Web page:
Dr. Steve Perry, author of Push Has Come to Shove, is the founder and principal of headline-making Capital Prep Magnet School, which sends all of its mostly low-income, minority students to four-year colleges. He is also the chief contributor to CNN on education issues. Capital Prep has been visited by experts from around the world to study the magic taking place there! Today we’ve asked Dr. Perry to share with us what he thinks can make a difference in the education system and what he’s doing at his school. Let us know what you think and what’s going on at your kids’ schools!
Nothing shakes up a life like trauma. Fiction writers have known this secret since the early days – think Ahab, Hamlet, or Batman – and introducing a bit of quick chaos into the life of a main character, particularly in their formative years, has always been the preferred method of amping up the intrigue. Authors Susan Gregg Gilmore and Michele Young-Stone and Susan Gregg Gilmore discuss how trauma – specifically trauma as a result of natural disaster – informs the creative process and affects the individual.
At once wildly original and stuffed with irresistible nostalgia, Ready Player One is a spectacularly genre-busting, ambitious, and charming debut – part quest novel, part love story, and part virtual space opera set in a universe where spell-slinging mages battle giant Japanese robots, entire planets are inspired by Blade Runner, and flying DeLoreans achieve light speed. It’s the year 2044, and the real world is an ugly place. A world at stake. A quest for the ultimate prize. Are you ready?
“Dwelling in a town where I would never live by choice, exploring the life of a man with whom I have little in common, I couldn’t feel more at home,” writes bestselling novelist Lisa Unger about her latest thriller Darkness, My Old Friend. “I understand and like Jones Cooper in a way that I can’t help but feel is special. He’s a little grouchy, somewhat (okay, deeply) cynical. He has a hero’s heart, can’t resist a damsel in distress. I find him endlessly amusing; he makes me laugh. He’s a good man at his core, but with a real connection – and an attraction – to the darkness within him, within everyone.”
“After spending more than a year working on my debut novel, Before Ever After,” writes Samantha Sotto, “emerging from the safety and solitude of my little writer’s cave was daunting. Remaining holed up in it, however, was not an option. If I wanted readers and reviewers to discover this book, then I needed to buckle down and treat social media the same way I had treated school. In short, it was time to brush my hair, change out of my pajamas, and start interacting. First stop, the Blogosphere.”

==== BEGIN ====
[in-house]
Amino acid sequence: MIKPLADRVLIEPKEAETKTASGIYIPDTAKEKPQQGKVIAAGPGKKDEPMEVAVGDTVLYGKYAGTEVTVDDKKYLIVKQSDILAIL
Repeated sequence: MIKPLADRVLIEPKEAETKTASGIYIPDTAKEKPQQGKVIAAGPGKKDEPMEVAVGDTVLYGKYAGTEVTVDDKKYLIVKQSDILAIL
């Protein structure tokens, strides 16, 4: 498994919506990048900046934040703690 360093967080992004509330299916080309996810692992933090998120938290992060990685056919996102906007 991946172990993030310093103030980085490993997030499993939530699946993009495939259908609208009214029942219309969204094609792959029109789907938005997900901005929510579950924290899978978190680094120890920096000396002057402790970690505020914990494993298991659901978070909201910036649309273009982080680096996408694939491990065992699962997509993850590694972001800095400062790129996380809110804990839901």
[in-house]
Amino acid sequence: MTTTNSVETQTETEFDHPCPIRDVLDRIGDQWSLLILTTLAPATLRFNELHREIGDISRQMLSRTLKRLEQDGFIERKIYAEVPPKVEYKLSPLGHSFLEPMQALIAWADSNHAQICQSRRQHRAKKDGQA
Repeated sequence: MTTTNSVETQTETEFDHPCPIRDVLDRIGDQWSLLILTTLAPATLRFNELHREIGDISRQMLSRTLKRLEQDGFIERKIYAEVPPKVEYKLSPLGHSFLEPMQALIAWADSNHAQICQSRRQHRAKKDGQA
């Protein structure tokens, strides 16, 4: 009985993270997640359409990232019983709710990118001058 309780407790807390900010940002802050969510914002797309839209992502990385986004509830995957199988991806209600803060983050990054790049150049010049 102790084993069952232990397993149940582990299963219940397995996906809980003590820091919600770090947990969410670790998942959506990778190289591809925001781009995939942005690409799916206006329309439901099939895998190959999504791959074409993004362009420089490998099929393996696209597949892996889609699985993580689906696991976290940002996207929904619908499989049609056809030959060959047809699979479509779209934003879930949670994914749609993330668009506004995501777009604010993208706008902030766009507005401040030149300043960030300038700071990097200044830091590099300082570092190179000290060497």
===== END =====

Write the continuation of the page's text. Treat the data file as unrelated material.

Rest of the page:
Summer means lazy weekends, sand between our toes, and any excuse for ice cream. It also means that it’s time for a great summer reading round-up, when we’re all wondering what to bring along on a weekend getaway. And I love me a good beach read, so maybe it’s no surprise that each one of my books – regardless of when it first went on sale – is considered a “beach read,” especially my new paperback The One That I Want. For you RIFers, I’m opening up my beach bag and discussing this summer’s best sea-side reads for every member of your family.
“I love puzzles,” writes editor Sarah Knight. “Crosswords, Jumbles, the Cryptoquip that ran in my Sunday paper as a kid. For me, working on a puzzle is both soothing and exhilarating – and of course the biggest rush of all comes from solving one. So it’s kind of funny that the thing I love most about Will Lavender’s puzzle-thrillers is that they are impossible to solve.”
“In the back of my mind,” writes Lucia Greenhouse, author of fathermothergod, “was a little boy I didn’t know named Ian Lundman. In 1989, three years after my mother died, Ian Lundman died of untreated juvenile diabetes. His mother had been a Christian Scientist. When Ian became ill, his mother called a Christian Science practitioner (it could have been my father, but wasn’t) instead of a doctor. A Christian Science nurse sat beside this little boy as he lay dying of something that insulin would have successfully treated.” RIFers! In a book group? Check out the end of this post for a special offer for your group.